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Tuesday, June 18, 2024

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In effort to avoid tax increase, Memphis City Council considers partial debt forgiveness for overdue fines and fees

On the hunt for alternatives to a proposed 75-cent property tax increase, Memphis City Council members passed a proposed partial amnesty for overdue fines and fees during the Tuesday, May 21 executive session.

“The idea here is we’re trying to find every source of revenue we can to help lower the property tax raise that has been proposed. I have no idea if we’ll get a penny, but we can ask,” said Council Member Jerri Green. 

“From now until the end of the fiscal year, we’ll reduce all payments by 50 percent and see what we can bring in, in hopes of generating revenue to help fill up our coffers. It’s a way for all Memphians to step up and be a part of the solution.”

According to a printout distributed during the meeting, there is around $265 million in outstanding penalties in charges that have accrued since 1991. If the resolution passes on third reading, the revenue it generates would be used to offset the tax hike.

City of Memphis Mayor Paul Young included the hike in his proposed FY2025 budget. It would add another $200 in annual property tax to a house valued at $100,000. For now, the rate is $2.70. 

Extra revenue became necessary because of a $53 million budget shortfall. It includes salaries for 101 new Memphis Fire Department employees that were not included in the FY2024 budget. Council members scrambled to pass a resolution to cover the nearly $12 million in salaries and benefits. Members of Young’s team claim they weren’t informed of the oversight by former Mayor Jim Strickland’s staff.

Further sources of income may also be necessary following an impasse in negotiations between the various bargaining units for city employees and the administration. 

The impasse committee consists of three council members selected by their peers. It is formed if a labor organization’s contract offer doesn’t match an administration proposal. Members make recommendations to the full council.

In every instance, council members preferred the more generous option proposed by the unions.

If all six gain final approval, over $13 million would be added to Young’s $880 million budget offer.

This includes AFSCME, which represents employees of the Solid Waste Division. 

The mayor’s proposal, meanwhile, offers a three percent raise for all city employees in his budget. Most are eligible. The raises are an effort to prevent city employees from fleeing to a generally higher-paying private market, or other municipalities.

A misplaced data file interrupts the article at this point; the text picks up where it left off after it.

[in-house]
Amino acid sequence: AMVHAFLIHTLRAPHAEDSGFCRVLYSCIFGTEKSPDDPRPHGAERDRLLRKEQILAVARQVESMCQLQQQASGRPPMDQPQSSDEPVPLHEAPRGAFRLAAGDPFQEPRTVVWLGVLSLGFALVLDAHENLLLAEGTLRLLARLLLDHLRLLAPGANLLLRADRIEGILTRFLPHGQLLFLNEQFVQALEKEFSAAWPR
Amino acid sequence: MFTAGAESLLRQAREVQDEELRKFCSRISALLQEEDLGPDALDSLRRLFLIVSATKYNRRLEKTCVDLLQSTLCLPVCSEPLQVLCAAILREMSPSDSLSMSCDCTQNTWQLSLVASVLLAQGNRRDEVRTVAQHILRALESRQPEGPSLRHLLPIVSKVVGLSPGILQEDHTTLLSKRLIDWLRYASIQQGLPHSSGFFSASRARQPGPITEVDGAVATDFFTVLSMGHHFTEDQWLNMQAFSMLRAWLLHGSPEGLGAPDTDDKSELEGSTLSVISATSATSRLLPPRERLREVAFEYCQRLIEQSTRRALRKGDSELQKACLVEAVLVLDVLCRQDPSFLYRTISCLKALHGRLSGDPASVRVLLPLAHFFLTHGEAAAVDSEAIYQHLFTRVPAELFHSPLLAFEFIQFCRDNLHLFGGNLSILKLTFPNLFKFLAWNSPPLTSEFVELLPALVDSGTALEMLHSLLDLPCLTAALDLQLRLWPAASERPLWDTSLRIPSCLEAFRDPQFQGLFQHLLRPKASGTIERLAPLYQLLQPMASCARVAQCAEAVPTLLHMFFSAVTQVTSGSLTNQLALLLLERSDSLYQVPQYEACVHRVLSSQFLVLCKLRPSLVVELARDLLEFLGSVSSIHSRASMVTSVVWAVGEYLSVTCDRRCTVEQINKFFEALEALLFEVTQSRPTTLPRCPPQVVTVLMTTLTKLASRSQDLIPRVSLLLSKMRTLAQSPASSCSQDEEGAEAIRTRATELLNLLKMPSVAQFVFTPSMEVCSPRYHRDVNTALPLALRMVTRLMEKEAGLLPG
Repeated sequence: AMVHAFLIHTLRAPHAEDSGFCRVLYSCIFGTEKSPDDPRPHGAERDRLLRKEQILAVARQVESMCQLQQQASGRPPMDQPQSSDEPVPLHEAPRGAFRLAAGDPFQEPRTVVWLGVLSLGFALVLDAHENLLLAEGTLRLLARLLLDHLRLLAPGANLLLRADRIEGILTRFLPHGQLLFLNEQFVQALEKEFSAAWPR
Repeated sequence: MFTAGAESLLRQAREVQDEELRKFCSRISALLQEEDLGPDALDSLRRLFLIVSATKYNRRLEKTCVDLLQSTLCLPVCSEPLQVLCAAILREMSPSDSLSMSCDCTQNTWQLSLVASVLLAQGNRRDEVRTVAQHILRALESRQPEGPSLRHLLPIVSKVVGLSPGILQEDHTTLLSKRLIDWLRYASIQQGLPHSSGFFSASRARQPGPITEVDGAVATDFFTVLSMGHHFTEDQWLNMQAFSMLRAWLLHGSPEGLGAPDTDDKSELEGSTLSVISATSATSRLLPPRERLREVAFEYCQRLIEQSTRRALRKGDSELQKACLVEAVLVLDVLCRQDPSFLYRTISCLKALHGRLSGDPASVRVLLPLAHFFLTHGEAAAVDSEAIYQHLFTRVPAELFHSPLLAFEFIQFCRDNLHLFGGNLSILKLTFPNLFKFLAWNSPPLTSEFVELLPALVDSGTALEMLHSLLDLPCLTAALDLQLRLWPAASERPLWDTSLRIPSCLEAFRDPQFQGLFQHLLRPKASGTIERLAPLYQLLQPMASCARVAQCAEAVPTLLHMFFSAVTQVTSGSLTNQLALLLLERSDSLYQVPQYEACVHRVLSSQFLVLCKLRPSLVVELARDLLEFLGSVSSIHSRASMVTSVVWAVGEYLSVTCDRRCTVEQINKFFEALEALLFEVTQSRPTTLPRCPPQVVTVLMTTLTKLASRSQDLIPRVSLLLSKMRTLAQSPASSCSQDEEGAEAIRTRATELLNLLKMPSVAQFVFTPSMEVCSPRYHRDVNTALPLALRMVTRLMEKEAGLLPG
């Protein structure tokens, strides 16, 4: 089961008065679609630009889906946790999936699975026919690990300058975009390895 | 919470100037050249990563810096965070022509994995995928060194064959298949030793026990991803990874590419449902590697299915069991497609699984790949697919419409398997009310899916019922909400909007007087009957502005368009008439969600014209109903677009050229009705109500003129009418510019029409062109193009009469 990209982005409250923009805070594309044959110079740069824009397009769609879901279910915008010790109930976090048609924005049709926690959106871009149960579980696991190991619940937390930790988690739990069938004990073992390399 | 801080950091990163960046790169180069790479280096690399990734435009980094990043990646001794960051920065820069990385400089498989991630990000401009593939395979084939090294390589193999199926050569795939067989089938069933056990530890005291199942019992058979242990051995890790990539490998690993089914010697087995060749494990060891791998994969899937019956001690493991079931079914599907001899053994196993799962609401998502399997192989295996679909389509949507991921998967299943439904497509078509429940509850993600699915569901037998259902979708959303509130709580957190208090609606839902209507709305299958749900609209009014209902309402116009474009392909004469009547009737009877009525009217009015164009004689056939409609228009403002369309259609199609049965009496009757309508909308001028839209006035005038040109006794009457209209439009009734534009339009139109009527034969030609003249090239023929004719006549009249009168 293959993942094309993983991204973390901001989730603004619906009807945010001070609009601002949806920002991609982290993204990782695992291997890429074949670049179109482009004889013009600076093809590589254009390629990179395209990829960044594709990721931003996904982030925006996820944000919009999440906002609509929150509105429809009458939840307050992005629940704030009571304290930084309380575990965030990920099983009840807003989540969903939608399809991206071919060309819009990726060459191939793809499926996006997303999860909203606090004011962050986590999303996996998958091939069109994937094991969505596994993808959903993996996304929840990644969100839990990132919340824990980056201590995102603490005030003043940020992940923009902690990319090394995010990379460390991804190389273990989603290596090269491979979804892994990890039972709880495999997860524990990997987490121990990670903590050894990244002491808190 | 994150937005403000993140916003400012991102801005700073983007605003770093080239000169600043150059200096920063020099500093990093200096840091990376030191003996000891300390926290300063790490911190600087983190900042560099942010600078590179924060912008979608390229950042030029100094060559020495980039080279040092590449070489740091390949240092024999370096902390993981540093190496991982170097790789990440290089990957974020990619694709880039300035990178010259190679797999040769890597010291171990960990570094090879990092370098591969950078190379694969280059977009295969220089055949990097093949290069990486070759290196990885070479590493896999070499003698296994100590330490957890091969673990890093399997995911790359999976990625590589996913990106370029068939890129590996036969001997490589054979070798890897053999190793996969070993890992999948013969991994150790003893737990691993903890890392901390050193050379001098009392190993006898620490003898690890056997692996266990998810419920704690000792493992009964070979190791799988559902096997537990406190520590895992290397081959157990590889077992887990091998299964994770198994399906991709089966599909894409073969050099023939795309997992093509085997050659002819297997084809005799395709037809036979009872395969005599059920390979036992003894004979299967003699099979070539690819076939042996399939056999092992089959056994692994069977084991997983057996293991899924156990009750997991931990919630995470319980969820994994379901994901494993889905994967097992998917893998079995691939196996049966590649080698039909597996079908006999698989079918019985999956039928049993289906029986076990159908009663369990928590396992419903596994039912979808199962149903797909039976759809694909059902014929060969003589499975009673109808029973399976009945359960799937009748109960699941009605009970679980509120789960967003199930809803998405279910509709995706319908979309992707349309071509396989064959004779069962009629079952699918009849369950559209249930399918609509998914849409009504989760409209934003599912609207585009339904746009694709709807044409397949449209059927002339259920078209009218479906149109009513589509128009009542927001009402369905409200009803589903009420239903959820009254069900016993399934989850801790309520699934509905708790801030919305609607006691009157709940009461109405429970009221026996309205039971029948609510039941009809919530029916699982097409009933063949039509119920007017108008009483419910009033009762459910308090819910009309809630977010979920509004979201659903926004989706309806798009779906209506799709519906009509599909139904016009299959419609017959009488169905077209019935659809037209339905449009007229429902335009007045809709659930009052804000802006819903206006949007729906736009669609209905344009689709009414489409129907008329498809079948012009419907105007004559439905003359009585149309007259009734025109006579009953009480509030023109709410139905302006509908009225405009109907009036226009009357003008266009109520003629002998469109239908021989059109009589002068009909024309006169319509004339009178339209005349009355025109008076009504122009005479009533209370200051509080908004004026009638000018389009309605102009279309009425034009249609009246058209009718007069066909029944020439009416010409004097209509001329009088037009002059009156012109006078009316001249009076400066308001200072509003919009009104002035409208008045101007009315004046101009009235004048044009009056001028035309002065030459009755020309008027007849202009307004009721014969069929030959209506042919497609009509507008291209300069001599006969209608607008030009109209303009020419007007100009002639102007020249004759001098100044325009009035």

Members are also currently considering a $6.98 increase to the monthly solid waste collection fee. Rate payers presently shell out around $30 per month. The added revenue would be used to add staff and new equipment. Two more hikes are planned.

“They are unique, in some degree, because if the solid waste fee stays as proposed, then they are in the general fund. If it doesn’t get approved, they are seriously in the general fund. If it moves up, from what is proposed, they are their own enterprise fund,” said Carlisle. “Keep that relationship in mind…Today, it’s a hybrid system.”

The budget chairman also said any changes to their budget would require a transfer in the general fund, or an increase in the solid waste fee.

Along with the added fee, a resolution to transfer $2.8 million from the division’s FY2024 fleet fund is under consideration. The money would be used to shore up other city divisions’ bottom lines.

The practice is a familiar one in city government. It also echoes the approach Shelby County Mayor Lee Harris is taking with his FY2025 proposal. His pitch calls for over 400 open positions within the Shelby County Sheriff’s office to be left vacant. Shelby County Sheriff Floyd Bonner has threatened a lawsuit,  citing the county charter. It requires the law enforcement agency to be fully staffed.

Along with chiding the practice, Council Chairman JB Smiley pondered whether enough vacancies existed within the city government to offset the bulk of the property tax. 

However, City of Memphis Chief Operating Officer Antonio Adams couldn’t provide an answer to how much money that amounted to.

Prior to the next budget negotiation, Smiley tasked the administration with providing detailed information about each city division to explore the option – and to prevent a recurrence of FY2024’s shortcomings.

“Here’s why I’m concerned, going forward…The administration says, ‘Trust us, trust us.’ The Council says, ‘OK.’ Then, the very first chance we get when we find out something is not right, at the very last minute, you say, ‘Hey, we have these firefighters,’” Smiley said. 

“I know someone in the administration knew fire personnel were not accounted for, prior to coming to the council,” he continued.

The letter organizations that followed AFSCME also faired well. They include Communications Workers Association (CWA), the International Association of Fire Fighters (IAFF), the International Association of Machinists and Aerospace Workers (IAMAW), the International Brotherhood of Electrical Workers and the Memphis Police Association.

Another impasse vote is required before a final vote on the FY2025 budget can be held. It goes into effect on July 1.

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